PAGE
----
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Volume 8, Issue 1

Several Legal Peculiarities of the Regulation of Business Environment in Germany

Affiliation: Doctor of Law, Invited Lecturer at Tbilisi State University, Expert of Accreditation of Higher Education, Laywer, Tbilisi, Georgia

Abstract: Business law includes contractual, labor, corporate, tax and other relations. However, the purpose of the study is to highlight and analyze only few interesting issues since it is physically impossible to cover all its aspects within the framework of one article. First of all, it is necessary to determine the legal basis for doing business in Germany and then – the features of starting and doing business. Therefore, this paper serves as a concise methodological guide to the regulation of the business environment in Germany. In this sense, the study examines the legal forms of doing business recognized in Germany, the legal possibilities for establishing various contractual or labor relations with contractors, as well as the grounds for corporate or private liability in case of violation of the rules. Model of corporate governance, external liability and internal corporate governance issues are of particular interest in Germany. The study confirms that the basis for regulation of various aspects of doing business in Germany is specific. The principle of direct corporate liability to creditors is common in Germany but the principle of piercing the corporate veil is allowed if the relevant prerequisites are present. However, business contracts in Germany are based on a narrow approach of contract terms regulation compared to the United States. Hearing of cases by specialized judges in Germany ensures a better and fairer judicial system in labor disputes

Keywords: Business Sphere, Germany, Contracts, Labour Relations,

Language: EN



Business law applies to contractual, labor, corporate, tax and other relations since these relations refer to business activity, are loaded with a commercialization component and are creating ideas about the business environment. However, since it is physically impossible to cover all aspects of business law in one article, especially given the specifics of the fundamentals of business regulation in Germany, the purpose of the study is to highlight and analyze only some of them.
The paper describes how to conduct business in Germany in compliance with legal regulations. Accordingly, the purpose of the study is to determine the legal framework for doing business in Germany, and then – the legal peculiarities of starting and doing business. Therefore, this article serves as a methodological guide to obtain information about the business environment in Germany. In this sense, the study discusses the legal forms of doing business recognized in Germany, the legal possibilities of establishing various contractual or employment relations with counterparties, and the grounds for corporate or private liability in case of violation of rules. The model of corporate governance in Germany and its features are of particular interest. This is to some extent related to issues of external responsibility and internal corporate governance.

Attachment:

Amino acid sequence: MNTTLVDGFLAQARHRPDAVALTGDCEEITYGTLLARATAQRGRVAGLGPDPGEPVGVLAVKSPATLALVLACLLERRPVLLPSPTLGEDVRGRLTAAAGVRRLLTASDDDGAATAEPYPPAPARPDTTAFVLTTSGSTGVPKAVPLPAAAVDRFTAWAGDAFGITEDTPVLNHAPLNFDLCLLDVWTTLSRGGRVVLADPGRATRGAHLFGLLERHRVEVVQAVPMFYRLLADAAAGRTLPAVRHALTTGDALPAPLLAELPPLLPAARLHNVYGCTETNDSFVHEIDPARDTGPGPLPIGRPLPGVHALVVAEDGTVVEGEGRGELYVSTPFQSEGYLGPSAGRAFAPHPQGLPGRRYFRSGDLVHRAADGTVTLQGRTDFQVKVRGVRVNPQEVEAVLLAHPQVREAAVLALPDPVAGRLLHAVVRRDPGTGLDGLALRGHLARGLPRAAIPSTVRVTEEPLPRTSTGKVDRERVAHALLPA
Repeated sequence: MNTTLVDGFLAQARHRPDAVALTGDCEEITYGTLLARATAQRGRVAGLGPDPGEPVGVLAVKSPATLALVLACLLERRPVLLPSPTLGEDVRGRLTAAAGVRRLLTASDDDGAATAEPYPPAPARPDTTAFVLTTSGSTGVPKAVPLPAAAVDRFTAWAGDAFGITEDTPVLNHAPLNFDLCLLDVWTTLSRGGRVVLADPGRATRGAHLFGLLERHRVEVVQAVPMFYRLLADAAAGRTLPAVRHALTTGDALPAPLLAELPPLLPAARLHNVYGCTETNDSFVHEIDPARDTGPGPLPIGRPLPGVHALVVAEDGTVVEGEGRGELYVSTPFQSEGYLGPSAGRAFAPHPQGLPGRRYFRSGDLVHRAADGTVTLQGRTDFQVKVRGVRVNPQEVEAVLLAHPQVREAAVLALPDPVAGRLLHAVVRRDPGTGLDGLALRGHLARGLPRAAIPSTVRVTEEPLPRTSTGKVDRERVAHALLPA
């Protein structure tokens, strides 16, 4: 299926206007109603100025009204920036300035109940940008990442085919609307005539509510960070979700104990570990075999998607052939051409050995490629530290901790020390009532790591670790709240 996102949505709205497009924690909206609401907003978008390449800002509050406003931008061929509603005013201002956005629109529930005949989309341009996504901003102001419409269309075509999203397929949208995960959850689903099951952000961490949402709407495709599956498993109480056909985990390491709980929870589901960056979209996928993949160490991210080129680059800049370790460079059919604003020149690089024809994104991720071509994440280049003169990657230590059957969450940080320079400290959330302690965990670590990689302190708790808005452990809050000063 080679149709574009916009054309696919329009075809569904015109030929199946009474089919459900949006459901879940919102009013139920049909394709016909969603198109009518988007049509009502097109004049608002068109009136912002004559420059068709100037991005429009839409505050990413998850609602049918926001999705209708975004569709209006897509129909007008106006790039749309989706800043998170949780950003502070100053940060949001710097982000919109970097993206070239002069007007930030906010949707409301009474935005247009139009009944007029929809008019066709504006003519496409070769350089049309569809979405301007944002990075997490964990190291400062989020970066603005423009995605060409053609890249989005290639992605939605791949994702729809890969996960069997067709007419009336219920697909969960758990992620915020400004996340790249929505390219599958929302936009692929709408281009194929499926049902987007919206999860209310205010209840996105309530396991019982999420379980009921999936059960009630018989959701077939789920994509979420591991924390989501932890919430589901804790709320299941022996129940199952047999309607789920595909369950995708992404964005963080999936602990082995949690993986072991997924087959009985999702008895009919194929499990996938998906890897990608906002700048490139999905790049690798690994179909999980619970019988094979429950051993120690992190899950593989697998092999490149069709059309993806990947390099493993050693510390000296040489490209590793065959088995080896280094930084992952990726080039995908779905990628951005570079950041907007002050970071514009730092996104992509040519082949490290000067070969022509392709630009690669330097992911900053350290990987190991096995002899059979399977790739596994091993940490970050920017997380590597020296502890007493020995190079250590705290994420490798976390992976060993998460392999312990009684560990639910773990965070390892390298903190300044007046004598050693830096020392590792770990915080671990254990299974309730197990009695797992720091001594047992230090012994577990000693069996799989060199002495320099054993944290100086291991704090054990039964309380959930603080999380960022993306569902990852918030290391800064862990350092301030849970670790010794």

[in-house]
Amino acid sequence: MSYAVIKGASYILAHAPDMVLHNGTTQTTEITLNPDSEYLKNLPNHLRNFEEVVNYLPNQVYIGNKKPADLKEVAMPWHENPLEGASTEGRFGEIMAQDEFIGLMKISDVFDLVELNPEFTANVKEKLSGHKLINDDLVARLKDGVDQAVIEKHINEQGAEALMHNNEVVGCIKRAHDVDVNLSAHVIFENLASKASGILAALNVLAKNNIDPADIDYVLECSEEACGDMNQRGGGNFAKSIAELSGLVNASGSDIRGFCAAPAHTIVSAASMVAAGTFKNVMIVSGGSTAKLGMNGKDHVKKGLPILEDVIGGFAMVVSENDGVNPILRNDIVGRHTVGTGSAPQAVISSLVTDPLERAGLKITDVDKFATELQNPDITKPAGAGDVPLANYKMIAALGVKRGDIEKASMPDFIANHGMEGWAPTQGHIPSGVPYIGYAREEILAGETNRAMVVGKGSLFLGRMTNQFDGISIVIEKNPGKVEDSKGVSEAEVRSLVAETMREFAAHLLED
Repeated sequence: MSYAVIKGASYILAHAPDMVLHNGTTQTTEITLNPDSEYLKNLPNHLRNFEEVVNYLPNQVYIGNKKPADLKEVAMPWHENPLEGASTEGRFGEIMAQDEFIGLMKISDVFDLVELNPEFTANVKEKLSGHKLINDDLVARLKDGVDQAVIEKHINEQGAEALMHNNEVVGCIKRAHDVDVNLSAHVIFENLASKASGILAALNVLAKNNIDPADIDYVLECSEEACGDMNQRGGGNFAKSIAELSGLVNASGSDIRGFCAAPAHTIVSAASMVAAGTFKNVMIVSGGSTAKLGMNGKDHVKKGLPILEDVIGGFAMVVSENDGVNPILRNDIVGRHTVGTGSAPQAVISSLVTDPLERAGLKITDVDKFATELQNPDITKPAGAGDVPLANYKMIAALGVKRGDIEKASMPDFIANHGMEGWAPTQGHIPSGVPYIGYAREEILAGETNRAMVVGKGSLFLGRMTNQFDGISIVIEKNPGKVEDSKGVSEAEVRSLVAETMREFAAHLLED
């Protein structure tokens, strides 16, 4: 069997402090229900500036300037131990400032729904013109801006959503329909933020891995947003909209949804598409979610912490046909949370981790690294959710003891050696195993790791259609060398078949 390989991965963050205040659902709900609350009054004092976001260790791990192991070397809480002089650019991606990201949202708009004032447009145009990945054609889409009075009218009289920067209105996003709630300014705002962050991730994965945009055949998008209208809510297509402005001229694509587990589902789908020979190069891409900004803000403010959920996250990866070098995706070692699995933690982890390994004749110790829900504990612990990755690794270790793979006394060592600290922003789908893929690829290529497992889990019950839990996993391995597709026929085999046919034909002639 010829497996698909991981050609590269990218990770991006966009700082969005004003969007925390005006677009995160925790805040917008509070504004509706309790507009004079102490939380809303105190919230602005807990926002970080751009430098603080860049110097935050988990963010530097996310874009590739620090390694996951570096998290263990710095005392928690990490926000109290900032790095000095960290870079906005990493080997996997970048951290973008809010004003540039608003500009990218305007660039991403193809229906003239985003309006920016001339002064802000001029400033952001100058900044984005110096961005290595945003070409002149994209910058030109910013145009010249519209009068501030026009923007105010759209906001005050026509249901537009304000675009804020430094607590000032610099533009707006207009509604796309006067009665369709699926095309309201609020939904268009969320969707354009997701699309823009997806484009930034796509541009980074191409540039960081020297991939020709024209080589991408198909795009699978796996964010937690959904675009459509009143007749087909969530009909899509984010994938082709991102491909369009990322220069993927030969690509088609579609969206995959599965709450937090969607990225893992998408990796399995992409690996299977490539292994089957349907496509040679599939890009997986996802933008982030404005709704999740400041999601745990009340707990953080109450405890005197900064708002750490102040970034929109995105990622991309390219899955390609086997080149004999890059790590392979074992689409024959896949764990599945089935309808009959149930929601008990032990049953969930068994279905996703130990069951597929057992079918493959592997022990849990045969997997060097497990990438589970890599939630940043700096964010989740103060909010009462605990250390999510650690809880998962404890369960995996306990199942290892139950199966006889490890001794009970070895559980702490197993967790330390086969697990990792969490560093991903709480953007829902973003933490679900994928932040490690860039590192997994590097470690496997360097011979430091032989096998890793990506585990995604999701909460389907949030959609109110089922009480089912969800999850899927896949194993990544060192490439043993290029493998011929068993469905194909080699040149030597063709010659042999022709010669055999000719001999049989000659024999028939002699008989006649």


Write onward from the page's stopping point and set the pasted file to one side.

It is also necessary to clarify the prerequisites for implementation of contractual and labor rights in Germany, especially in the event of a pandemic. Thus, a brief discussion of the issue will highlight the specifics of the performance of duties during a pandemic in Germany.
A normative-dogmatic method is used to achieve these goals. This method will help us present the legal basis for doing business in Germany and discuss dogmas associated with them. In addition, the study uses methods of synthesis and analysis to create a general picture around these issues and draw logical conclusions.


Business law in Germany is associated with certain unions and larger business enterprises such as corporations. For the clarification of the business situation it is necessary to determine how business law plays a central role in this area.
Initially, the provisions of the Law on Limited Liability Companies and the Law on Joint Stock Companies in Germany were part of the Commercial Code, but desire to combine all the rules into one code gradually disappeared in the process of developing economic relations. Accordingly, the following laws have now been separately adopted in Germany to regulate business relations: the Law on Limited Liability Companies (GmbHG 16), the Law on Joint Stock Companies (AktG17), and the Commercial Code (Gandelsgesetzbuch – HGB 15). However, the German Civil Code (BGB 14) is particularly important among the corporate governance rules in Germany. The German Civil Code contains general rules on legal entities and distinguishes non-profit and entrepreneurial legal entities (BGB § 21 and § 22). Thus, the law allows creation commercial and non-commercial associations for doing business.